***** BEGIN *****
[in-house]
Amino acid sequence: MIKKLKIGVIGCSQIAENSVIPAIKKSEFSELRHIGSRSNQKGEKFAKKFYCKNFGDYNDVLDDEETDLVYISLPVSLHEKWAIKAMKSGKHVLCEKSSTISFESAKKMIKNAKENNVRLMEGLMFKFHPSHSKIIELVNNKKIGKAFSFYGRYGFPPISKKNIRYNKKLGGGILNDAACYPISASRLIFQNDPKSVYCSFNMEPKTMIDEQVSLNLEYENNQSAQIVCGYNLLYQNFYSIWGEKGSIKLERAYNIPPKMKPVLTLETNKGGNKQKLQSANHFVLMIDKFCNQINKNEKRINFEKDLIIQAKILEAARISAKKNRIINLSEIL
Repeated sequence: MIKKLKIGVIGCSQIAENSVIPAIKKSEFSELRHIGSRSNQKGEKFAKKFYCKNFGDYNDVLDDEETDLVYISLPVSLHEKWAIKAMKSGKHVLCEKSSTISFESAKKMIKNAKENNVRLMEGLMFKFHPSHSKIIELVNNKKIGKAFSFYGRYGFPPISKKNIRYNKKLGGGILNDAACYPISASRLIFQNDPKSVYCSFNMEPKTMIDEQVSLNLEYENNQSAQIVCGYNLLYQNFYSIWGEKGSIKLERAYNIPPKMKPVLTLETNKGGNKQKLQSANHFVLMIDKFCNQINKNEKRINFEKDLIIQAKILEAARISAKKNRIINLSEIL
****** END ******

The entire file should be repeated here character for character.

[in-house]
Amino acid sequence: MIKKLKIGVIGCSQIAENSVIPAIKKSEFSELRHIGSRSNQKGEKFAKKFYCKNFGDYNDVLDDEETDLVYISLPVSLHEKWAIKAMKSGKHVLCEKSSTISFESAKKMIKNAKENNVRLMEGLMFKFHPSHSKIIELVNNKKIGKAFSFYGRYGFPPISKKNIRYNKKLGGGILNDAACYPISASRLIFQNDPKSVYCSFNMEPKTMIDEQVSLNLEYENNQSAQIVCGYNLLYQNFYSIWGEKGSIKLERAYNIPPKMKPVLTLETNKGGNKQKLQSANHFVLMIDKFCNQINKNEKRINFEKDLIIQAKILEAARISAKKNRIINLSEIL
Repeated sequence: MIKKLKIGVIGCSQIAENSVIPAIKKSEFSELRHIGSRSNQKGEKFAKKFYCKNFGDYNDVLDDEETDLVYISLPVSLHEKWAIKAMKSGKHVLCEKSSTISFESAKKMIKNAKENNVRLMEGLMFKFHPSHSKIIELVNNKKIGKAFSFYGRYGFPPISKKNIRYNKKLGGGILNDAACYPISASRLIFQNDPKSVYCSFNMEPKTMIDEQVSLNLEYENNQSAQIVCGYNLLYQNFYSIWGEKGSIKLERAYNIPPKMKPVLTLETNKGGNKQKLQSANHFVLMIDKFCNQINKNEKRINFEKDLIIQAKILEAARISAKKNRIINLSEIL